Five reasons why cooperatives do not integrate more

FERIA AGRARIA SANT MIQUEL

By Enrique de Los Ríos, Unica Group.

Cooperatives in countries such as Spain are the main agro-food production structure in products such as vegetables or oil, but their average size is very small. Sometimes there are small towns with several cooperatives for the same product, or families with members that belong to several, while you compete with each other with the knife in your mouth to sell as cheap as possible and liquidate the partner as expensive as possible. It is true that competition is healthy and that it sparks minds, however, the atomized hyper-cooperative competition is not healthy for anyone.

The end customers are growing and demanding, changing consumer habits, digital transformation a challenge, sustainability an obligation. It requires agility, efficiency, innovation and strategic alignment and this is only possible through the formation of large productive structures capable of facing these challenges.

Cooperatives are aware that they are small and that they should be bigger. They are diagnosed by active and passive and are aware of the benefits of integration both for the partner and, above all, for the client and the final consumer. In fact, there have been advances in recent years, but not enough. Suffice it to say that in Northern Europe or the United States, the average size is 100 times larger than that of the cooperatives in Spain.

So, it is worth asking, if it is good for all, why do not we join more? The short answer is that whoever holds the real power in the cooperative does not want to, but if we want to elaborate a little more the answer there are a number of reasons against it, most of them related to people:

  1. Hyper leaderships The structure of the cooperative favors the hyper leadership of the key positions: namely, the president, the commercial and above all the manager. If there is an assault on power, the winner ends up making the cooperative measure, as far as the arm reaches and beyond there is nothing. He ends up confusing the cooperative with himself and his achievements with his personal ones. Our Latin individualistic character does not help much either.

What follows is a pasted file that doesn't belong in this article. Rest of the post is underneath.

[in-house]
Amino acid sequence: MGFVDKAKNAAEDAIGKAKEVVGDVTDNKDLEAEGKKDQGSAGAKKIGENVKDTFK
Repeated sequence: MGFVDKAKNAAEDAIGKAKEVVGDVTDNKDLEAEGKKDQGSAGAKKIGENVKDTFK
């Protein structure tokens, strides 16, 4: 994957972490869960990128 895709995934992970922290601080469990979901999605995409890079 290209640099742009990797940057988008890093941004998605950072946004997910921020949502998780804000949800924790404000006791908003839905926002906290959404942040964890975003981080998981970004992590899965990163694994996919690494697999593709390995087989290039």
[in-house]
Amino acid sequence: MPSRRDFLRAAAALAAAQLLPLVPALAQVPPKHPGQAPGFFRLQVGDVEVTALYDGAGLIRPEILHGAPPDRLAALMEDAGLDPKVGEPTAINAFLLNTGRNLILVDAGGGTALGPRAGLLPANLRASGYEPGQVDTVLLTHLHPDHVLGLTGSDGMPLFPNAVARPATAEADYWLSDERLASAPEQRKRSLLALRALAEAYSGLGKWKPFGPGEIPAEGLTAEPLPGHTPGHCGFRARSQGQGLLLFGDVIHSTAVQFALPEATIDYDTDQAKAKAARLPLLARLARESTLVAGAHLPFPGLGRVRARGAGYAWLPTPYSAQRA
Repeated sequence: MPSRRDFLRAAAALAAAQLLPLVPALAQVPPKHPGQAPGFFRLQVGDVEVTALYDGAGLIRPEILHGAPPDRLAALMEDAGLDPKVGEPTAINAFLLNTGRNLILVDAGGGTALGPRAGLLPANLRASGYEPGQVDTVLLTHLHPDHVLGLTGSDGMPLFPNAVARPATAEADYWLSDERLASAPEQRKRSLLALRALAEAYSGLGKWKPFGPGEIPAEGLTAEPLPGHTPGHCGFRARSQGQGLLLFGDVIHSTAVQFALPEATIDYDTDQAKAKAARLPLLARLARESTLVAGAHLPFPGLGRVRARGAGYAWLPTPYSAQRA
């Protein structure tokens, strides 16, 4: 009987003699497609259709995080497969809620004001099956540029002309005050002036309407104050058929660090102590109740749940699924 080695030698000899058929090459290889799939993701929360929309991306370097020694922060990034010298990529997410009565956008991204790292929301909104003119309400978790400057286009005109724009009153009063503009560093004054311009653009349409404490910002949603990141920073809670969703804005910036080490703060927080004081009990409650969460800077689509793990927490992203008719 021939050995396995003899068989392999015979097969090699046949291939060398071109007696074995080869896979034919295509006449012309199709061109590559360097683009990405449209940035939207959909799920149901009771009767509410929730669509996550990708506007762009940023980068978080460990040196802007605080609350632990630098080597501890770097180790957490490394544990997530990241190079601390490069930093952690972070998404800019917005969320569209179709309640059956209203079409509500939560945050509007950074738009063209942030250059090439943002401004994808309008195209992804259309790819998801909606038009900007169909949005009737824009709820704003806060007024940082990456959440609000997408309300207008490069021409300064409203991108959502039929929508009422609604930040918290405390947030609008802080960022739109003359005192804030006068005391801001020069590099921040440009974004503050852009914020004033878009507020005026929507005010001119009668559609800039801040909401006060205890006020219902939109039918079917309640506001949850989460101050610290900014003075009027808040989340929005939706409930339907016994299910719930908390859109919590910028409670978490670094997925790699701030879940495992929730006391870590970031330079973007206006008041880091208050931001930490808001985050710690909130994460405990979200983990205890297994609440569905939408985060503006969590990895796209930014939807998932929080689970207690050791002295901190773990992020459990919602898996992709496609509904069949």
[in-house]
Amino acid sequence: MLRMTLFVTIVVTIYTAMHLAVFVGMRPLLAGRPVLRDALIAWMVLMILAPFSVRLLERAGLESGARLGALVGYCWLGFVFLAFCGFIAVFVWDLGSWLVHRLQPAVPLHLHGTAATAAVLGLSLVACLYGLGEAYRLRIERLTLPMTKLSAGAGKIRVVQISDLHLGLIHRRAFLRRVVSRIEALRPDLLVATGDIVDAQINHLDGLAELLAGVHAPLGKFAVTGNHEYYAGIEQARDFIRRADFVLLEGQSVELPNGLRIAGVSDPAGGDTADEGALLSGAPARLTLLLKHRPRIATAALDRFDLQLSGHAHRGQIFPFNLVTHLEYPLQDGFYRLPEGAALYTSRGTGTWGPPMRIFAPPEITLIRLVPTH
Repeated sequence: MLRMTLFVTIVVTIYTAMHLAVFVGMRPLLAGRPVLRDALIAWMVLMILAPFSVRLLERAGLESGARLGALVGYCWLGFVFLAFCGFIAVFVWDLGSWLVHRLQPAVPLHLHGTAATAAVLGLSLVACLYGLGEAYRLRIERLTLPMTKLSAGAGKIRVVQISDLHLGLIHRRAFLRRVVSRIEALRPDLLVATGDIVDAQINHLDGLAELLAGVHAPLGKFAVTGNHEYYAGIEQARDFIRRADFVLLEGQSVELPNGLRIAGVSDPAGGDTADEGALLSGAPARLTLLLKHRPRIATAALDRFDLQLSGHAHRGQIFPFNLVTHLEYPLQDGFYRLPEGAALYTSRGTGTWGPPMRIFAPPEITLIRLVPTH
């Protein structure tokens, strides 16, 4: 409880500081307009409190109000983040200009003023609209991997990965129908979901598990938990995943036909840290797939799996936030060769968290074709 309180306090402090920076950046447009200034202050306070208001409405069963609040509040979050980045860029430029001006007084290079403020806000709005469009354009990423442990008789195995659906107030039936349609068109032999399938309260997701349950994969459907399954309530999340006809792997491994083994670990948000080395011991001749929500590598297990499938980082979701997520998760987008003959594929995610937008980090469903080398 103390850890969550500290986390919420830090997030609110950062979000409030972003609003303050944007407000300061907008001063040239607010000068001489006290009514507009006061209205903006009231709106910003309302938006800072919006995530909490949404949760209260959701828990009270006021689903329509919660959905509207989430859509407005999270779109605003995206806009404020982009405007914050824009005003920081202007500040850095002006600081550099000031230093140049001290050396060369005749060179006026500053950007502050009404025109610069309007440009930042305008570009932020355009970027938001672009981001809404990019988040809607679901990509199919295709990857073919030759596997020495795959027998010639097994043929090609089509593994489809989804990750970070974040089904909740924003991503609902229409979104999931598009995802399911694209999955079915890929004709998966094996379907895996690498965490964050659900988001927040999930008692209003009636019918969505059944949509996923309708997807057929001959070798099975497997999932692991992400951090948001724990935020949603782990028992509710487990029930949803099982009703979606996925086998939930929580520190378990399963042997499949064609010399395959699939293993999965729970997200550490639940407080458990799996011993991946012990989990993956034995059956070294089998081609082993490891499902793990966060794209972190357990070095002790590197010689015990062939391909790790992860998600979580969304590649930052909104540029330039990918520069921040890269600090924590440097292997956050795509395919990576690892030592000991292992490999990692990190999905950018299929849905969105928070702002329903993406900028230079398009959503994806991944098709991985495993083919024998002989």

2. Culture of demonization of competition and integration. That is, the promotion of an internal culture that demonizes competition, that magnifies its affronts, that its management is ridiculed and that its own achievements are exaggerated. There are common phrases like “if we do well …” (it will be clear to you), and reasoning of the type is avoided, how could we be if we were together? Sometimes lives of past glories, thinking that the stars are going to re-align shortly so that we are again what we were.
  3. The lack of attractive integration models or their ignorance. It is true that there are cooperatives of the second degree that resemble Mordor, where you have to surrender your soul to enter and the master will already tell you what you have to do and, of course, anyone who have some dignity, prefer to die with your boots on, unless you’re already dead. There is also a strong real ignorance of how it really works in the existing integration processes and this favors the manipulation of interested cooperative pastors. Normally, intermediary clients who live off the grazing of companies and cooperatives of producers who sing praises to the cooperative alone and threaten the hells if you join another. Fortunately, live distribution favors the integration process by having more regularity, homogeneity, quality and innovation of the larger cooperatives.
  4. The limitations of the manager in the form of personal interests or fears. It is difficult to go from an individual management to work in a larger cooperative team, nice things like “I prefer to be a mouse read than a lion’s tail” or “if I’m not going to send I have a problem” they are usually heard in the back room. Sometimes it is just indolence, not to complicate life, for fear of having a failure in his record when proposing the governing council. And if by chance finally the integration options are presented or if it is forced to do so, this type of manager will maneuver with astuteness against. Pushing back such a decision in a governing council is very easy if there is no decision in which they have to have it.

The administration in Spain tries to help integration with projects such as Priority Associative Entities (EAP), both national and regional. These figures are not understood in northern Europe where the only benefit of integration is sufficient, but in the south you have to give a candy to enter a banquet.

There may be several solutions, but let’s say that the easiest and most direct is for the members to become aware of the need for concentration, to exercise their role in the management of the cooperative, to create value and to move the chair mainly from the managers they advocate individualism. As big as we think we are, we are still small.

I want to finish this article praising the brave presidents, managers and salespeople who one day joined these projects, sometimes without knowing what their luck could be, burning the ships behind them and convinced that they could be an active part of a future better for everyone.

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